How To Deal With Bullying

Being a parent (especially to a teenager) the words 'bully' and 'bullied' frighten the life out of me. I'd like to think that we have brought big J up well and I know him enough to know he would never be capable of being a bully. However no matter how well you have brought your child up there is always the chance they could be bullied.

Big J has always had a strong group of friends however over the years there has been teasing amongst each other, a few arguments  but nothing ever serious. I am so grateful that throughout his primary and senior school days he has never uttered the words 'I don't want to go to school'.

You hear so many stories of kids being bullied and not talking to their parents about it, they suffer in silence. I think all kids like to think they are old enough to deal with things especially teenagers,  but in fact at this stage in their life they need us parents more than they think.

If your child is being bullied and you are one of the lucky parents were your child comes to you and confides in you then you really need to handle it well. It would be so easy to jump up out of your seat and want to hunt down the bully who is making your child's life a misery. Obviously this isn't the best thing to do first you just need to take a deep breath and listen, you need to listen till your child has told you everything. You need all the details so you can understand fully what your child is telling you. If a teenager or a child of any age has come to you it is most likely to be serious. It needs to be dealt with but you can't takeover you need to give your child the control on what happens next.

So you have listened to your child and they have told you the extent of the bullying. This is going to be hard to hear, no matter how big or small, someone has hurt or upset your baby. So again it's time to take a deep breath and ask your child what they want you to do. Are they telling you to get it off their chest and they want to deal with it themselves or do they want you to step in.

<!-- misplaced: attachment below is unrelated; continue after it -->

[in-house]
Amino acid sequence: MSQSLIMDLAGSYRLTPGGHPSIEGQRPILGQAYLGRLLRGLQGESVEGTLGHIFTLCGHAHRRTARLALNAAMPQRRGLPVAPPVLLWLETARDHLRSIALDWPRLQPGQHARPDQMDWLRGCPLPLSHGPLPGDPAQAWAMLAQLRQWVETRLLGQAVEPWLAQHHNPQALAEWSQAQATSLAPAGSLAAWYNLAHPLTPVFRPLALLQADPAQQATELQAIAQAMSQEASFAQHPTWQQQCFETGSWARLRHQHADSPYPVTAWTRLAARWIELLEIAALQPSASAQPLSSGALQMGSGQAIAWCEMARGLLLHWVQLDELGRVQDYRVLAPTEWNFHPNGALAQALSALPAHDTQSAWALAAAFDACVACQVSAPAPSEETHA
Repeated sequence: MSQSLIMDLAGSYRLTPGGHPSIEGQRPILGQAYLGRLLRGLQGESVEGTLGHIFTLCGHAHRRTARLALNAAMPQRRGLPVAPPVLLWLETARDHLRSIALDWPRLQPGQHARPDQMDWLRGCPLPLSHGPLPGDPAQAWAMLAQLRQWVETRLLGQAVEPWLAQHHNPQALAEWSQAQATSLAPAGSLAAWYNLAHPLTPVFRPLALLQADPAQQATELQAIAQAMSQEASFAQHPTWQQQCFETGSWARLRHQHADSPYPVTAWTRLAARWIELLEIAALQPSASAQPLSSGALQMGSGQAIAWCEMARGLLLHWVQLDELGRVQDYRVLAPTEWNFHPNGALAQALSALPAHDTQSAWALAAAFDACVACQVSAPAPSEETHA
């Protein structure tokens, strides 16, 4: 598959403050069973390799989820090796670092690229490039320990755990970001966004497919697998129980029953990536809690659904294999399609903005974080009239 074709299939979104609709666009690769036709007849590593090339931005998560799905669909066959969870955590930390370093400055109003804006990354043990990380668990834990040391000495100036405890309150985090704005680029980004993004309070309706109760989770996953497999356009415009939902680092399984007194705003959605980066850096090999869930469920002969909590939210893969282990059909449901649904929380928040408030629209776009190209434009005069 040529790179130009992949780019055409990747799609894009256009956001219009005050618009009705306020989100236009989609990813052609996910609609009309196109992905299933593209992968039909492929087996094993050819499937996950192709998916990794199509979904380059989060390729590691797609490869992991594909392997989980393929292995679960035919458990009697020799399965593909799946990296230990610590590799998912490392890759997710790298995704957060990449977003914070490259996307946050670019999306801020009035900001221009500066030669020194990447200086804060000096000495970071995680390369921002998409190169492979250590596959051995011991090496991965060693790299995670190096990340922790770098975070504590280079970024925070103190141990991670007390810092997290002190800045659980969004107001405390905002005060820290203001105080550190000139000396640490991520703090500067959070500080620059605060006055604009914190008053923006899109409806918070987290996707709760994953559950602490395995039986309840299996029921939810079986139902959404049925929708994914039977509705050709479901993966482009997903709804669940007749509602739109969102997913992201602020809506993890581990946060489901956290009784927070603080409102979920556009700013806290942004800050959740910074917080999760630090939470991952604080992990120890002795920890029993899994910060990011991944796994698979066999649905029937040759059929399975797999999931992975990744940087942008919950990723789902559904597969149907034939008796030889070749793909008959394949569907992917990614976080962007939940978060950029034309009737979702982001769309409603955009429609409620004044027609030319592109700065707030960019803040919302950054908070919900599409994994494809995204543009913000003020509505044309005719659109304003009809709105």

Bullying usually happens at school so if that is the case then arrange a meeting with the headteacher. They need to know and they should follow an anti bullying policy. If possible try to write down as much information as you can before the meeting. Dates of incidents are important and also how many incidents there has been and is it physical, emotional or mental abuse.

Your child might not want to name the bully, do not push for this information. Your child may think they will be bullied more if they have 'grassed' on their peer. Work alongside the school to find out who the bully is.

The school may offer your child a councillor to confide in. You need to give the school plenty of time to deal with this situation. It won't be rectified overnight.

Top tips for dealing with Bullying

1. Listen to your child. Do not interrupt
2. Reassure your child. Let them know that they have done nothing wrong.
3. Let your child keep full control of the situation. Let them tell you how they want it to be handled.
4. Arrange a meeting with the headteacher.
5. Keep as many notes as possible including dates of incidents.

Bullying is not acceptable at any age in life but unfortunately it happens every day. If you or your child are being bullied then please do speak out, don't be afraid.

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